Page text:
• We can further transform our direct practice orientation to where higher education is a universal treatment goal and desired outcome for all consumers.
  • When working in school settings we can foster a college-bound culture among our students and fellow faculty, and address shortcomings within administrations where failing to continue education remains acceptable.
  • In community practice settings we can advocate a “cradle to college” continuum of care and bolster support for community colleges, scholarships, and higher education transition/support programs.
  • Politically, we can advocate for continued education reform, an investment in schools serving low-income communities, support legislation aimed at making higher education more affordable and continuing support to effective community-colleges and trade schools.
  • Finally, in schools of social work, we must ensure that social work students understand that education is a one of the primary empowerment method for out clients and is one of the most successfully mechanism for overcoming disenfranchisement.

The skill-biased technology change in the American labor market is real and we have yet to fully adjust to it. While raising the minimum wage is an important step towards supporting low-income workers, this effort will not be enough to combat the effects of the changing demand for labor. Higher education must become the norm and it should be accessible to ALL Americans.

References

Greenstone, M., Harris, M., Li, K., Looney, A., Patashnik, J. (2012). A dozen economic facts about k-12 education. The Hamilton Project, Sept 2012 Policy Memo.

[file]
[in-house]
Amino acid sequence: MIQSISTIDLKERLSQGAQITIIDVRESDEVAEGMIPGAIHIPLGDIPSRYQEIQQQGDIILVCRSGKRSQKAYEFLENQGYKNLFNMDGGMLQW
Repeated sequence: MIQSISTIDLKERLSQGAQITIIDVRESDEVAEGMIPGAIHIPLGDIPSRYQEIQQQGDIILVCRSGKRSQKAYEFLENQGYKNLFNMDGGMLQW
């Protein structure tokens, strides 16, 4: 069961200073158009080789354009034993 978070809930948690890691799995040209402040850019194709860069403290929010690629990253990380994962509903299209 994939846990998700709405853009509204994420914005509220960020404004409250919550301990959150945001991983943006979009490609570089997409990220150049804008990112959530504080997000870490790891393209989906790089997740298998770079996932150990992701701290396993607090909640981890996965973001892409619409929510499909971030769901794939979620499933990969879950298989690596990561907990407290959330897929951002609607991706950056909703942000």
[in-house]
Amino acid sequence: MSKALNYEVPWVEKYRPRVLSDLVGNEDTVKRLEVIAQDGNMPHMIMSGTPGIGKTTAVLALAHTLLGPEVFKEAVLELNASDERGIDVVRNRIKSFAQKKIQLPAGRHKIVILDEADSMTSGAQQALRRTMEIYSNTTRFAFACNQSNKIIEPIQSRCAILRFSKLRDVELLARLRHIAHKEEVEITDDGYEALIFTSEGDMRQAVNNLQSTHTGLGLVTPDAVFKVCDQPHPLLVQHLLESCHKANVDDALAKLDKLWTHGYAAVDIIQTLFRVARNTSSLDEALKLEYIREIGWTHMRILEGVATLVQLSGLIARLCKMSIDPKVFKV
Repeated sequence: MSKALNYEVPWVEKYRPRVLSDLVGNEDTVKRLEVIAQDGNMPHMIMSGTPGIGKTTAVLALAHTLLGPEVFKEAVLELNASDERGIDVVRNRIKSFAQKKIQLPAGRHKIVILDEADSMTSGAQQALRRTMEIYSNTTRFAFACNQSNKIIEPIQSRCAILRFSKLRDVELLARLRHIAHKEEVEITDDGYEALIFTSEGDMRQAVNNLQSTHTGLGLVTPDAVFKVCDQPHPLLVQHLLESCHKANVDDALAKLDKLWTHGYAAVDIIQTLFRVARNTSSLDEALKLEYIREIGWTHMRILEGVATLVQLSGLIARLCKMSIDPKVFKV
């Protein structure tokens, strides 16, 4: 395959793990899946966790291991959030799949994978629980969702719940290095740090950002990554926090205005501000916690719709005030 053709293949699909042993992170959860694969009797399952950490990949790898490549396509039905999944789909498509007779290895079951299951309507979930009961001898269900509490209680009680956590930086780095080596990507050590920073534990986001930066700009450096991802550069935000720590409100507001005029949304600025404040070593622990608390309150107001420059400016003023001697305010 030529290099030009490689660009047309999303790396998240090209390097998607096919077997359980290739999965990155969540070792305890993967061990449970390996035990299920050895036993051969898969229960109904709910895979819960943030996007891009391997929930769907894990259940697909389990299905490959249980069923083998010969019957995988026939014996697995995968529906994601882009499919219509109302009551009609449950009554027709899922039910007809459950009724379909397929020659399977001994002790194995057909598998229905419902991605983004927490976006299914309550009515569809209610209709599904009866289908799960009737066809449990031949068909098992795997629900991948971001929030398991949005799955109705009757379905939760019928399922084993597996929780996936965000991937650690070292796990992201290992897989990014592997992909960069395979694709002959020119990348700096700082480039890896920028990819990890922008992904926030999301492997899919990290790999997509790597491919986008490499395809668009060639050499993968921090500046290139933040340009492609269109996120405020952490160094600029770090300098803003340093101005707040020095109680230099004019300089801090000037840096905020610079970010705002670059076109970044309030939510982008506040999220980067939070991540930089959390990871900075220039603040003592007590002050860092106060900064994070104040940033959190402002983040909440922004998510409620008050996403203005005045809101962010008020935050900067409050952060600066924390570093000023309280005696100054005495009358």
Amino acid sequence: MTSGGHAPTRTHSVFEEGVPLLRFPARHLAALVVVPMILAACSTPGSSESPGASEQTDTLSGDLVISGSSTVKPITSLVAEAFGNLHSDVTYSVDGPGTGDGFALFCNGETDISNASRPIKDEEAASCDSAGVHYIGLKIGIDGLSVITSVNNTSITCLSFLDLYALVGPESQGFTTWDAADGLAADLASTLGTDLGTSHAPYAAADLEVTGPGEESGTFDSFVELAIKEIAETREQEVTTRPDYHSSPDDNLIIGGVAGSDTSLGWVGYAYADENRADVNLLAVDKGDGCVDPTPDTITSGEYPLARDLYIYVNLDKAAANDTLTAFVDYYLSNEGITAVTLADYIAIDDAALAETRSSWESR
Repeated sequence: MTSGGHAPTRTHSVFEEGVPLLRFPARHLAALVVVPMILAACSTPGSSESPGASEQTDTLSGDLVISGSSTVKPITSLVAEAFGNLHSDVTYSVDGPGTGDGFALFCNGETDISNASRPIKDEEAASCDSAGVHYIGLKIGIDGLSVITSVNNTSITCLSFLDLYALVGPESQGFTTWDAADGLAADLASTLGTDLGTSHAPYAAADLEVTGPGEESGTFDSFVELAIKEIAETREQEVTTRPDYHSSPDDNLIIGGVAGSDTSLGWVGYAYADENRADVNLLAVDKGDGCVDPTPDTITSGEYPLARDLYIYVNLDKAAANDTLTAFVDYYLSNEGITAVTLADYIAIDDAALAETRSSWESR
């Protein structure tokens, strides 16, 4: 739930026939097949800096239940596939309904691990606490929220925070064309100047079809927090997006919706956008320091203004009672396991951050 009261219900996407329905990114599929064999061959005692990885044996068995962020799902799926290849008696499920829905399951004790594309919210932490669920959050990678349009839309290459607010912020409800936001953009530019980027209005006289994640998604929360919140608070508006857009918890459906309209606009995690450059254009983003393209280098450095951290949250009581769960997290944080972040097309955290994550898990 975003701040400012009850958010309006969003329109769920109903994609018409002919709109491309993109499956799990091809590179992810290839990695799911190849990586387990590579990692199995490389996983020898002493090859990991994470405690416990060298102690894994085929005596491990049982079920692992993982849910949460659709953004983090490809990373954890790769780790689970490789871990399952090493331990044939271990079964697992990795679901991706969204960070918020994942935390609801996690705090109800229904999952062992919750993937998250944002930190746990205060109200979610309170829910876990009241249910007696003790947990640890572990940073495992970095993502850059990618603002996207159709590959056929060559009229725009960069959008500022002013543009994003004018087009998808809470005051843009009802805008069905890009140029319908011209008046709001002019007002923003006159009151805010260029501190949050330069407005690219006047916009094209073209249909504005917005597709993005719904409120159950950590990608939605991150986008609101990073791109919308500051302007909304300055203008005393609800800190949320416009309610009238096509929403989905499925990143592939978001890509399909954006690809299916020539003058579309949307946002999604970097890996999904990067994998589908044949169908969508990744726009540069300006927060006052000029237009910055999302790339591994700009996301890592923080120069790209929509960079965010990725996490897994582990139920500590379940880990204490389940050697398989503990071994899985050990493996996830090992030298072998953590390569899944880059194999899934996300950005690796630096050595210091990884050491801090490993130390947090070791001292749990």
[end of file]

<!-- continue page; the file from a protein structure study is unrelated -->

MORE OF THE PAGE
Lochner, L. (2011). The importance of education on crime, health and mortality, and civic engagement. The Vox Organization.

Looney, A., Greenstone, M. (2011). What is happening to America’s less-skilled workers? The importance of education and training in today’s economy. The Hamilton Project

Krueger, A. (2012). The rise and consequences of inequality in the United States. The White House Blogs.

National Center for Education Statistics. (2012). The Condition of Education 2012 (NCES 2012- 045). U.S. Department of Education. Washington, DC.

Pew Charitable Trust. (2012). Perusing the American dream: economic mobility across generations. July 2012 Report. Washington D.C.: Author.

Learn How To Be A Consultant Series with Dr. Michael Wright

In case you missed the phenomenal chat with Dr. Michael Wright, I have compiled his Social Work Consultant series into one article, and I have attached the link to the archived chat. This will allow you to easily access the vast amount of information he provides in his Consultant series.

Series 1. Defining the Social Worker as a Consultant

Social Workers are uniquely qualified to operate as consultants at all ecological systems levels. Our mandate of individual change and social change ensure that we are always mindful of the consequences of individual creativity and organizational innovation. Our ethical parameters provide a clear process for reviewing policy, corporate decision making,… Continue Reading »

Series 2. As the Consultant, What the Social Worker Already Knows

Social work professional education includes in its core curriculum some important constructs that are also vital to the social worker as consultant. In addition to reinforcing the mantra of individual change and social change, the constructs provide us with a vocabulary for discussing human behavior in the social environment.  Perhaps… Continue Reading »